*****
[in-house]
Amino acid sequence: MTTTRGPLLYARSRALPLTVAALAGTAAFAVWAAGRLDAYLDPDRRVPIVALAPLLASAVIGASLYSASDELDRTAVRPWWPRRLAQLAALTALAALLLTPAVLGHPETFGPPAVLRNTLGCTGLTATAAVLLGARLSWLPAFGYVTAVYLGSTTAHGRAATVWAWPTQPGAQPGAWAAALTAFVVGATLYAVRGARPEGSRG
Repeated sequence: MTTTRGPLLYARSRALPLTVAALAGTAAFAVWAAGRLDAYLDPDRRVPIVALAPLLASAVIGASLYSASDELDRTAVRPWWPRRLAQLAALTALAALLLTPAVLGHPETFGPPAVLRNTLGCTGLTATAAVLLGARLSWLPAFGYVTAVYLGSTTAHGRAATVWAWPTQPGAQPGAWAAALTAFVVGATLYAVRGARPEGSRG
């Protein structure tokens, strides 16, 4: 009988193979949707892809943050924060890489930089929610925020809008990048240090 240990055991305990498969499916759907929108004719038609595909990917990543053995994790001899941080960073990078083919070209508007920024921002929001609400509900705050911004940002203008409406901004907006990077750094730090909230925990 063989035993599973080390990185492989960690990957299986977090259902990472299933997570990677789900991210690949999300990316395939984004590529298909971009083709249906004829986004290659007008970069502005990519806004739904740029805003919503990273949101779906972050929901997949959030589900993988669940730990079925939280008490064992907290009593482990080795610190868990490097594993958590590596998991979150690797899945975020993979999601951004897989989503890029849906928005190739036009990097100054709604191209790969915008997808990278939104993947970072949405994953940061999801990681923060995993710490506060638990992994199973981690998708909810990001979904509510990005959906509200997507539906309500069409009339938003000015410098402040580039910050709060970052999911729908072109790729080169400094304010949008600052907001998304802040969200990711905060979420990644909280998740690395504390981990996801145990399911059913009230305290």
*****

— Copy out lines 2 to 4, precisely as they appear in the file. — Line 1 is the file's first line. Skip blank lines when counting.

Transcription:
Amino acid sequence: MTTTRGPLLYARSRALPLTVAALAGTAAFAVWAAGRLDAYLDPDRRVPIVALAPLLASAVIGASLYSASDELDRTAVRPWWPRRLAQLAALTALAALLLTPAVLGHPETFGPPAVLRNTLGCTGLTATAAVLLGARLSWLPAFGYVTAVYLGSTTAHGRAATVWAWPTQPGAQPGAWAAALTAFVVGATLYAVRGARPEGSRG
Repeated sequence: MTTTRGPLLYARSRALPLTVAALAGTAAFAVWAAGRLDAYLDPDRRVPIVALAPLLASAVIGASLYSASDELDRTAVRPWWPRRLAQLAALTALAALLLTPAVLGHPETFGPPAVLRNTLGCTGLTATAAVLLGARLSWLPAFGYVTAVYLGSTTAHGRAATVWAWPTQPGAQPGAWAAALTAFVVGATLYAVRGARPEGSRG
């Protein structure tokens, strides 16, 4: 009988193979949707892809943050924060890489930089929610925020809008990048240090 240990055991305990498969499916759907929108004719038609595909990917990543053995994790001899941080960073990078083919070209508007920024921002929001609400509900705050911004940002203008409406901004907006990077750094730090909230925990 063989035993599973080390990185492989960690990957299986977090259902990472299933997570990677789900991210690949999300990316395939984004590529298909971009083709249906004829986004290659007008970069502005990519806004739904740029805003919503990273949101779906972050929901997949959030589900993988669940730990079925939280008490064992907290009593482990080795610190868990490097594993958590590596998991979150690797899945975020993979999601951004897989989503890029849906928005190739036009990097100054709604191209790969915008997808990278939104993947970072949405994953940061999801990681923060995993710490506060638990992994199973981690998708909810990001979904509510990005959906509200997507539906309500069409009339938003000015410098402040580039910050709060970052999911729908072109790729080169400094304010949008600052907001998304802040969200990711905060979420990644909280998740690395504390981990996801145990399911059913009230305290």